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Acute shared care models / pathways

What is it

Acute shared care models refer to the joint clinical care of a patient by two specialists.

The models identified at site included:

  • Pre-operative – where the preoperative medical care and risk assessments of admitted older person surgical patients were managed by both the geriatrician and the surgeon on the surgical ward (such as in the orthogeriatrics model of care at Nepean) and then specific risk prevention pathways commenced.
  • Post-operative – where the post-operative medical care of the admitted older surgical patient was managed predominantly by the geriatrician and the surgical outcomes by the surgeon on the surgical ward (e.g. in Sutherland, Nepean and Hornsby). Specific wound care and osteoporotic prevention pathways then commenced.
  • Complex health needs – where the day-to-day medical care of the admitted older person with one or more comorbidities was managed predominantly by the geriatrician in a specialised aged health ward with parallel care from specialists of various disciplines (e.g. cardiovascular and respiratory).

The key benefits reported include the reduced deterioration of older surgical patients, appropriate risk assessment and management prior to surgery, improved management of behavioural issues through management by experienced aged early discharge planning, and fast-track rehabilitation resulting in an overall shorter length of stay.

Consultative/liaison models were observed but reported to be far less effective than a structured referral based on criteria.

Those with post-operative models expressed a pre-operative and post-operative model would be ideal if resources did not limit this.

How it works

Patients are admitted under a primary speciality and supported by the secondary speciality. Often a single specialty will take over the care of the older person once the other speciality has completed their management plan. For example, an older person with a fracture of the neck of femur (NOF) is admitted under the orthopaedic surgeon and supported by the geriatrician. The orthopaedic surgeon will undertake all care related to the NOF fracture and the geriatrician will take responsibility for managing all other health, social and behavioural issues. Once the older person no longer requires management of the NOF fracture, all responsibilities will be handed over to the geriatrician.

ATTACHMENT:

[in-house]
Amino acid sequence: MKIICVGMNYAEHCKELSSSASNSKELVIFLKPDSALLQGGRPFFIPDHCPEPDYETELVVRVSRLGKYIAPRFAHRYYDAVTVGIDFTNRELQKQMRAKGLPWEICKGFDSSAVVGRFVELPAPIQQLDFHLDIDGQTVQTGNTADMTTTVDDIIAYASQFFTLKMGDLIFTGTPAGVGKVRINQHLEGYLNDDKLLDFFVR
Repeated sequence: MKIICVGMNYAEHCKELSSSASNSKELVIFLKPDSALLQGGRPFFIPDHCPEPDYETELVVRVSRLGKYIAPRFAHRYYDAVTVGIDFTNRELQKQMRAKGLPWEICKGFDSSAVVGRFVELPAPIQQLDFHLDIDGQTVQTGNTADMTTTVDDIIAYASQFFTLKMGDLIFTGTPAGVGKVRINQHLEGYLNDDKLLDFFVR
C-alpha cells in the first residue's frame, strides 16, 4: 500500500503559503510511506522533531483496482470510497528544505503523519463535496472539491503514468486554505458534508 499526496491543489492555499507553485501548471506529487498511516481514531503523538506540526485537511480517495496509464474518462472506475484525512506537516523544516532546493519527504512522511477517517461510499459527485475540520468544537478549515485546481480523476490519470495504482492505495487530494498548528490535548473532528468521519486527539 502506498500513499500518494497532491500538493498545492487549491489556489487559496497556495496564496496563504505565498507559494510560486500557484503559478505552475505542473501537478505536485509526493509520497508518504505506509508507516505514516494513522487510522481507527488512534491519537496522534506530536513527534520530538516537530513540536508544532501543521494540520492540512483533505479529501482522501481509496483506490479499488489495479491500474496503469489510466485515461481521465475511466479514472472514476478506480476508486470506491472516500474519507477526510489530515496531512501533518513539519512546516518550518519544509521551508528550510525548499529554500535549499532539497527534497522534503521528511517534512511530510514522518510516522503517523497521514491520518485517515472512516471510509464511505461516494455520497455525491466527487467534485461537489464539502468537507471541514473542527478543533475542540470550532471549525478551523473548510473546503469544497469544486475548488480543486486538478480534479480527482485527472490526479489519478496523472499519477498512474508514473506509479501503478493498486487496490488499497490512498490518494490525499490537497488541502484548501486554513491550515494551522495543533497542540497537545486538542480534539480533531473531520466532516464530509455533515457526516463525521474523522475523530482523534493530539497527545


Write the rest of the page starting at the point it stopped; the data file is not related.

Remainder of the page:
The primary admitting specialists vary between hospitals. Often, the primary complaint of the older person is who the person is they will be admitted under. For example, a patient with cardiac complaints will be admitted under the cardiologist and supported by the geriatrician. Alternatively, patients can be admitted under the geriatrician and supported by a specialist such as a cardiologist. These arrangements are determined by the facility. The model generally has experienced nurses and allied health staff to support this model.

Success factors

  • Collaborative surgical team/absence of silos
  • Clear administrative procedures that support shared care
  • Clear delineation of roles between two specialists
  • Good communication between specialists – not through the patient
  • Often reported to be more successful where the geriatrician assumes full medical care and the other specialty provides a ‘consultant’ role.

Models in operation

  • Ortho-geriatric model – Sutherland, Hornsby, Nepean, Concord (Pre- and post-operative)
  • Surgi-geriatric model – Nepean (Post-op only)
  • Complex health needs – Sutherland, Nepean